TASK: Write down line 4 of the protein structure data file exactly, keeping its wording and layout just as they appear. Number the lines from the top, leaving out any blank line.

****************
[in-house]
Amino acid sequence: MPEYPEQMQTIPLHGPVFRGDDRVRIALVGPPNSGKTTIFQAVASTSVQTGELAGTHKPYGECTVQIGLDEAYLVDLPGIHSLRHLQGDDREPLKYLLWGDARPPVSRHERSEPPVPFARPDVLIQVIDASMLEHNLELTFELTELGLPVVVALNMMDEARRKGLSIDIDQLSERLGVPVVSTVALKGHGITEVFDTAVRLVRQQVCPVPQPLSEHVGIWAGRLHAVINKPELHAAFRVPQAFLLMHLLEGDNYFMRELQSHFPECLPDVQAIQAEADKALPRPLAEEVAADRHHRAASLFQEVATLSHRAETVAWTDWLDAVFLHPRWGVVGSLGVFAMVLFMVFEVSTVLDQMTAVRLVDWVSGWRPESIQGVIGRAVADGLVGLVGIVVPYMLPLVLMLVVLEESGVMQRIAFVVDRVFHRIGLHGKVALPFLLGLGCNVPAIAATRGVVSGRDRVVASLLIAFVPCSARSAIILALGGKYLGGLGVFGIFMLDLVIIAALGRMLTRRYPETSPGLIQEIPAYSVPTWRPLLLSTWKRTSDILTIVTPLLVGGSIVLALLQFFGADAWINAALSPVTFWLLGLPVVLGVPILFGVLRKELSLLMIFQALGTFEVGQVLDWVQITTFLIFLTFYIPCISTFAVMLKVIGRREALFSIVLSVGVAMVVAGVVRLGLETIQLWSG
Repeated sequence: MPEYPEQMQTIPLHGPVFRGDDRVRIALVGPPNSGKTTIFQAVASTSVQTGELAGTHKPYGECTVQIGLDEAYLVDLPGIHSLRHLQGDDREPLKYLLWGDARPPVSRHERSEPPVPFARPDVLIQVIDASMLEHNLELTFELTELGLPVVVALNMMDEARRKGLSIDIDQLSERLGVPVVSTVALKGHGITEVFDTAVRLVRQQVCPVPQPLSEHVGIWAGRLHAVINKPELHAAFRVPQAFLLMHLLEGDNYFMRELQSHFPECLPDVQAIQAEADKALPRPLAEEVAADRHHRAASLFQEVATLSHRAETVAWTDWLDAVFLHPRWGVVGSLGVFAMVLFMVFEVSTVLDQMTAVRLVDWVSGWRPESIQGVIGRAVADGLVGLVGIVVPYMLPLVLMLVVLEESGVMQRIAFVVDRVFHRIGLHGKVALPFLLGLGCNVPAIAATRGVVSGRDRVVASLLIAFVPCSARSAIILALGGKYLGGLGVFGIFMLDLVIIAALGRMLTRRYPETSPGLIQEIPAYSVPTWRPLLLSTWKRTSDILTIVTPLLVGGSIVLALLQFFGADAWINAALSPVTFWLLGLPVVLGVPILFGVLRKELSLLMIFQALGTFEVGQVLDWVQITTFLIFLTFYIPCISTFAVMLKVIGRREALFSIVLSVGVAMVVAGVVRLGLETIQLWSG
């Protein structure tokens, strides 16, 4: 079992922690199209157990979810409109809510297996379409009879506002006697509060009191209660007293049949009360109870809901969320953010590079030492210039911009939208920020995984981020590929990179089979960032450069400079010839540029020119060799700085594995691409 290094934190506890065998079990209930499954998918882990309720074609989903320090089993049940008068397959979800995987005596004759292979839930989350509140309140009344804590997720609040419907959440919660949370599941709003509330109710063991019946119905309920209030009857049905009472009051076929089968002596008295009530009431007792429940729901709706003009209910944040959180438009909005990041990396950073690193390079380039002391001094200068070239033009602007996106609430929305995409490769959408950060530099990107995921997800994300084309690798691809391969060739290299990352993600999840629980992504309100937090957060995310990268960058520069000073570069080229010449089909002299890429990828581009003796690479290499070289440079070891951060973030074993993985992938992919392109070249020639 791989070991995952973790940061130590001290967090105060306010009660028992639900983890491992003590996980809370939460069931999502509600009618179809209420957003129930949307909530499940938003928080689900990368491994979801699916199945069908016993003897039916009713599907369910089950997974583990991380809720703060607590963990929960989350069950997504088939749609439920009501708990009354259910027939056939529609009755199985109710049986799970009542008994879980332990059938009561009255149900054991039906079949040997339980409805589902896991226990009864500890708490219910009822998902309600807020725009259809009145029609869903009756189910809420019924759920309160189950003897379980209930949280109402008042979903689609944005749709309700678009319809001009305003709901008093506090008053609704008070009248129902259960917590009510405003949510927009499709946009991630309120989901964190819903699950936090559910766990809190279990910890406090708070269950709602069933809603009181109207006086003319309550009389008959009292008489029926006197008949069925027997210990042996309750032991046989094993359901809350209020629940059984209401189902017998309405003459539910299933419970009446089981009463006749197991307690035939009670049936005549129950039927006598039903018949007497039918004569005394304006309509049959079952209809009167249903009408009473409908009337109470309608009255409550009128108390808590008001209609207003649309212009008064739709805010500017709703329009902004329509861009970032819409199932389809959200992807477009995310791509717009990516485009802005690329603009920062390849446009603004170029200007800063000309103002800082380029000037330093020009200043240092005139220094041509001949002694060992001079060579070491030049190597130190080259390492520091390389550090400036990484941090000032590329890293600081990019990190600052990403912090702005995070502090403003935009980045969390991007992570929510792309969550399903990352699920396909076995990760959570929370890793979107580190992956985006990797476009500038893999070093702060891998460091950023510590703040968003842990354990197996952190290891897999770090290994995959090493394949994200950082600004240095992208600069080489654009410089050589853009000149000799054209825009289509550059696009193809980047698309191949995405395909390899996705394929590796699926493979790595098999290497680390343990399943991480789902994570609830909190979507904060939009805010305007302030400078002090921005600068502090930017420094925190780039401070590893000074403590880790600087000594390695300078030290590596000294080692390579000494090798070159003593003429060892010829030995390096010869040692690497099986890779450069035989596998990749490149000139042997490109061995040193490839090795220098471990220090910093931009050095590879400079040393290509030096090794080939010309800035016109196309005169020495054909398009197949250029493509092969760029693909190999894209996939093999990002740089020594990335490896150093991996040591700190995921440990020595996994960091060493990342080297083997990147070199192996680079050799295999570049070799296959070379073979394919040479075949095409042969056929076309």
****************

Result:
């Protein structure tokens, strides 16, 4: 079992922690199209157990979810409109809510297996379409009879506002006697509060009191209660007293049949009360109870809901969320953010590079030492210039911009939208920020995984981020590929990179089979960032450069400079010839540029020119060799700085594995691409 290094934190506890065998079990209930499954998918882990309720074609989903320090089993049940008068397959979800995987005596004759292979839930989350509140309140009344804590997720609040419907959440919660949370599941709003509330109710063991019946119905309920209030009857049905009472009051076929089968002596008295009530009431007792429940729901709706003009209910944040959180438009909005990041990396950073690193390079380039002391001094200068070239033009602007996106609430929305995409490769959408950060530099990107995921997800994300084309690798691809391969060739290299990352993600999840629980992504309100937090957060995310990268960058520069000073570069080229010449089909002299890429990828581009003796690479290499070289440079070891951060973030074993993985992938992919392109070249020639 791989070991995952973790940061130590001290967090105060306010009660028992639900983890491992003590996980809370939460069931999502509600009618179809209420957003129930949307909530499940938003928080689900990368491994979801699916199945069908016993003897039916009713599907369910089950997974583990991380809720703060607590963990929960989350069950997504088939749609439920009501708990009354259910027939056939529609009755199985109710049986799970009542008994879980332990059938009561009255149900054991039906079949040997339980409805589902896991226990009864500890708490219910009822998902309600807020725009259809009145029609869903009756189910809420019924759920309160189950003897379980209930949280109402008042979903689609944005749709309700678009319809001009305003709901008093506090008053609704008070009248129902259960917590009510405003949510927009499709946009991630309120989901964190819903699950936090559910766990809190279990910890406090708070269950709602069933809603009181109207006086003319309550009389008959009292008489029926006197008949069925027997210990042996309750032991046989094993359901809350209020629940059984209401189902017998309405003459539910299933419970009446089981009463006749197991307690035939009670049936005549129950039927006598039903018949007497039918004569005394304006309509049959079952209809009167249903009408009473409908009337109470309608009255409550009128108390808590008001209609207003649309212009008064739709805010500017709703329009902004329509861009970032819409199932389809959200992807477009995310791509717009990516485009802005690329603009920062390849446009603004170029200007800063000309103002800082380029000037330093020009200043240092005139220094041509001949002694060992001079060579070491030049190597130190080259390492520091390389550090400036990484941090000032590329890293600081990019990190600052990403912090702005995070502090403003935009980045969390991007992570929510792309969550399903990352699920396909076995990760959570929370890793979107580190992956985006990797476009500038893999070093702060891998460091950023510590703040968003842990354990197996952190290891897999770090290994995959090493394949994200950082600004240095992208600069080489654009410089050589853009000149000799054209825009289509550059696009193809980047698309191949995405395909390899996705394929590796699926493979790595098999290497680390343990399943991480789902994570609830909190979507904060939009805010305007302030400078002090921005600068502090930017420094925190780039401070590893000074403590880790600087000594390695300078030290590596000294080692390579000494090798070159003593003429060892010829030995390096010869040692690497099986890779450069035989596998990749490149000139042997490109061995040193490839090795220098471990220090910093931009050095590879400079040393290509030096090794080939010309800035016109196309005169020495054909398009197949250029493509092969760029693909190999894209996939093999990002740089020594990335490896150093991996040591700190995921440990020595996994960091060493990342080297083997990147070199192996680079050799295999570049070799296959070379073979394919040479075949095409042969056929076309």